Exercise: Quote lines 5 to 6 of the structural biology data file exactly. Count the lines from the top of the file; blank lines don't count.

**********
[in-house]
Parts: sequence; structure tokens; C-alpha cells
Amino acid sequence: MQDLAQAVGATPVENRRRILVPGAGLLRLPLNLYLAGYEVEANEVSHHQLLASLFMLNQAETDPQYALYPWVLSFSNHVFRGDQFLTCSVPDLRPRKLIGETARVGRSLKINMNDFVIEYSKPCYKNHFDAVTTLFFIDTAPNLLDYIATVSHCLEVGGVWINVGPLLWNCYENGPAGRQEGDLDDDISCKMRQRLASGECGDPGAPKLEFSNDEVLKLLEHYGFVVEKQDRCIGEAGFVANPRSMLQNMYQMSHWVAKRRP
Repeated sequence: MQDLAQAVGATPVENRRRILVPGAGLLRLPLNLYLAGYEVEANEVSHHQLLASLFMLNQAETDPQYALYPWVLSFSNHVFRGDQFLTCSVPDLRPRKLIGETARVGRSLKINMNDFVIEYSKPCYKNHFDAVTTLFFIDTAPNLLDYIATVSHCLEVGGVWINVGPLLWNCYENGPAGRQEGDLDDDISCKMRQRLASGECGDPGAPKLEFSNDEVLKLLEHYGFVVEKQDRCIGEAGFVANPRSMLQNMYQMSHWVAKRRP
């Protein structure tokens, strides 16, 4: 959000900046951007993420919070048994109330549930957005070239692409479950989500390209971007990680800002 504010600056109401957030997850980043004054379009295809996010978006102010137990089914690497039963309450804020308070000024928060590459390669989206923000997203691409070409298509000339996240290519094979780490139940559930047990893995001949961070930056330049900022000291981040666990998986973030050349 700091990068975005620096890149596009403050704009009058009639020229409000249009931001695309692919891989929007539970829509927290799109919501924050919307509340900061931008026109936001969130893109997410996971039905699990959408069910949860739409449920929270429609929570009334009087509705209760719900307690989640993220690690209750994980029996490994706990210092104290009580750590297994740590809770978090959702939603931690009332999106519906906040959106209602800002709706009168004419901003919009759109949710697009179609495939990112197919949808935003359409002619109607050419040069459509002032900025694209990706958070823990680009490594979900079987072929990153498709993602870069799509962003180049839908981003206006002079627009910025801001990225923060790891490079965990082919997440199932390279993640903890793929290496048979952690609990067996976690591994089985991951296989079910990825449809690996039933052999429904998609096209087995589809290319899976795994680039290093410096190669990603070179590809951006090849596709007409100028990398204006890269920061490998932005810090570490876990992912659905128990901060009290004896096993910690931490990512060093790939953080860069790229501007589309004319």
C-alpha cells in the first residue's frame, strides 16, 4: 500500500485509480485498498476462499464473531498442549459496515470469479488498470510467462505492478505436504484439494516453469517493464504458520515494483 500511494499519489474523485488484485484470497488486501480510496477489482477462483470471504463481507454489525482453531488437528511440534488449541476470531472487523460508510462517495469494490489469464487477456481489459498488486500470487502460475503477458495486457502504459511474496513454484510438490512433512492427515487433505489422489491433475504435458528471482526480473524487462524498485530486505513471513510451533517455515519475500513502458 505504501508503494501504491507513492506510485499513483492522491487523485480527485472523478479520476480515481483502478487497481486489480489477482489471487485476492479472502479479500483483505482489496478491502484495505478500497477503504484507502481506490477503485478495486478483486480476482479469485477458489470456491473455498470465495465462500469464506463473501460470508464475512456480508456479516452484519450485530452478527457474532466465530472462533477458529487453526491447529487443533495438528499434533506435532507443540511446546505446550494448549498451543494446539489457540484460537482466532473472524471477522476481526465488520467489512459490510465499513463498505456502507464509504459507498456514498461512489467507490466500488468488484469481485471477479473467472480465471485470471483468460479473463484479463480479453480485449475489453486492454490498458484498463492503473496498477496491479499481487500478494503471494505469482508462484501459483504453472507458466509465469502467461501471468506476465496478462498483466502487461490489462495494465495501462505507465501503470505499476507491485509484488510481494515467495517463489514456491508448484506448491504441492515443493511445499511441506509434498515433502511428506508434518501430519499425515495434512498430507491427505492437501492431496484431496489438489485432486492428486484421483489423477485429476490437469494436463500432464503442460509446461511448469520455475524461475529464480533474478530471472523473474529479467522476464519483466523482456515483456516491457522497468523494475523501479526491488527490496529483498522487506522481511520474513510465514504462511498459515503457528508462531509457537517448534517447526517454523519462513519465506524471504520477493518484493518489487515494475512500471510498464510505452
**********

């Protein structure tokens, strides 16, 4: 959000900046951007993420919070048994109330549930957005070239692409479950989500390209971007990680800002 504010600056109401957030997850980043004054379009295809996010978006102010137990089914690497039963309450804020308070000024928060590459390669989206923000997203691409070409298509000339996240290519094979780490139940559930047990893995001949961070930056330049900022000291981040666990998986973030050349 700091990068975005620096890149596009403050704009009058009639020229409000249009931001695309692919891989929007539970829509927290799109919501924050919307509340900061931008026109936001969130893109997410996971039905699990959408069910949860739409449920929270429609929570009334009087509705209760719900307690989640993220690690209750994980029996490994706990210092104290009580750590297994740590809770978090959702939603931690009332999106519906906040959106209602800002709706009168004419901003919009759109949710697009179609495939990112197919949808935003359409002619109607050419040069459509002032900025694209990706958070823990680009490594979900079987072929990153498709993602870069799509962003180049839908981003206006002079627009910025801001990225923060790891490079965990082919997440199932390279993640903890793929290496048979952690609990067996976690591994089985991951296989079910990825449809690996039933052999429904998609096209087995589809290319899976795994680039290093410096190669990603070179590809951006090849596709007409100028990398204006890269920061490998932005810090570490876990992912659905128990901060009290004896096993910690931490990512060093790939953080860069790229501007589309004319």
C-alpha cells in the first residue's frame, strides 16, 4: 500500500485509480485498498476462499464473531498442549459496515470469479488498470510467462505492478505436504484439494516453469517493464504458520515494483 500511494499519489474523485488484485484470497488486501480510496477489482477462483470471504463481507454489525482453531488437528511440534488449541476470531472487523460508510462517495469494490489469464487477456481489459498488486500470487502460475503477458495486457502504459511474496513454484510438490512433512492427515487433505489422489491433475504435458528471482526480473524487462524498485530486505513471513510451533517455515519475500513502458 505504501508503494501504491507513492506510485499513483492522491487523485480527485472523478479520476480515481483502478487497481486489480489477482489471487485476492479472502479479500483483505482489496478491502484495505478500497477503504484507502481506490477503485478495486478483486480476482479469485477458489470456491473455498470465495465462500469464506463473501460470508464475512456480508456479516452484519450485530452478527457474532466465530472462533477458529487453526491447529487443533495438528499434533506435532507443540511446546505446550494448549498451543494446539489457540484460537482466532473472524471477522476481526465488520467489512459490510465499513463498505456502507464509504459507498456514498461512489467507490466500488468488484469481485471477479473467472480465471485470471483468460479473463484479463480479453480485449475489453486492454490498458484498463492503473496498477496491479499481487500478494503471494505469482508462484501459483504453472507458466509465469502467461501471468506476465496478462498483466502487461490489462495494465495501462505507465501503470505499476507491485509484488510481494515467495517463489514456491508448484506448491504441492515443493511445499511441506509434498515433502511428506508434518501430519499425515495434512498430507491427505492437501492431496484431496489438489485432486492428486484421483489423477485429476490437469494436463500432464503442460509446461511448469520455475524461475529464480533474478530471472523473474529479467522476464519483466523482456515483456516491457522497468523494475523501479526491488527490496529483498522487506522481511520474513510465514504462511498459515503457528508462531509457537517448534517447526517454523519462513519465506524471504520477493518484493518489487515494475512500471510498464510505452